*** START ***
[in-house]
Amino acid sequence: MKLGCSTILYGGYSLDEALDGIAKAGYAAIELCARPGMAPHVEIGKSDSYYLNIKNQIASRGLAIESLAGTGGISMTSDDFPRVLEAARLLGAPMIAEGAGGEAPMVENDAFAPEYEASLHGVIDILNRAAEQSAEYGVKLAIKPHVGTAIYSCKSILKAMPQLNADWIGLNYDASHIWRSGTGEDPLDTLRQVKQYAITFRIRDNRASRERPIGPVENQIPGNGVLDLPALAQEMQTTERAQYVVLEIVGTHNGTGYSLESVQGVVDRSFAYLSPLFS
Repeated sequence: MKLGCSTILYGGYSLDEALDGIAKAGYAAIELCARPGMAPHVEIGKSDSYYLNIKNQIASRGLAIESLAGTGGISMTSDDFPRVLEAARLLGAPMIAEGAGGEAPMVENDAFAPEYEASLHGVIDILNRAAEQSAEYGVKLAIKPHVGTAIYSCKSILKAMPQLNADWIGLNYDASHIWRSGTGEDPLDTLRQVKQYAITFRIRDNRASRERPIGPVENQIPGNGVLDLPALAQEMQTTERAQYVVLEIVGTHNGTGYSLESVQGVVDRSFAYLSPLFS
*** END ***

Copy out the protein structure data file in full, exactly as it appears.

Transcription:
[in-house]
Amino acid sequence: MKLGCSTILYGGYSLDEALDGIAKAGYAAIELCARPGMAPHVEIGKSDSYYLNIKNQIASRGLAIESLAGTGGISMTSDDFPRVLEAARLLGAPMIAEGAGGEAPMVENDAFAPEYEASLHGVIDILNRAAEQSAEYGVKLAIKPHVGTAIYSCKSILKAMPQLNADWIGLNYDASHIWRSGTGEDPLDTLRQVKQYAITFRIRDNRASRERPIGPVENQIPGNGVLDLPALAQEMQTTERAQYVVLEIVGTHNGTGYSLESVQGVVDRSFAYLSPLFS
Repeated sequence: MKLGCSTILYGGYSLDEALDGIAKAGYAAIELCARPGMAPHVEIGKSDSYYLNIKNQIASRGLAIESLAGTGGISMTSDDFPRVLEAARLLGAPMIAEGAGGEAPMVENDAFAPEYEASLHGVIDILNRAAEQSAEYGVKLAIKPHVGTAIYSCKSILKAMPQLNADWIGLNYDASHIWRSGTGEDPLDTLRQVKQYAITFRIRDNRASRERPIGPVENQIPGNGVLDLPALAQEMQTTERAQYVVLEIVGTHNGTGYSLESVQGVVDRSFAYLSPLFS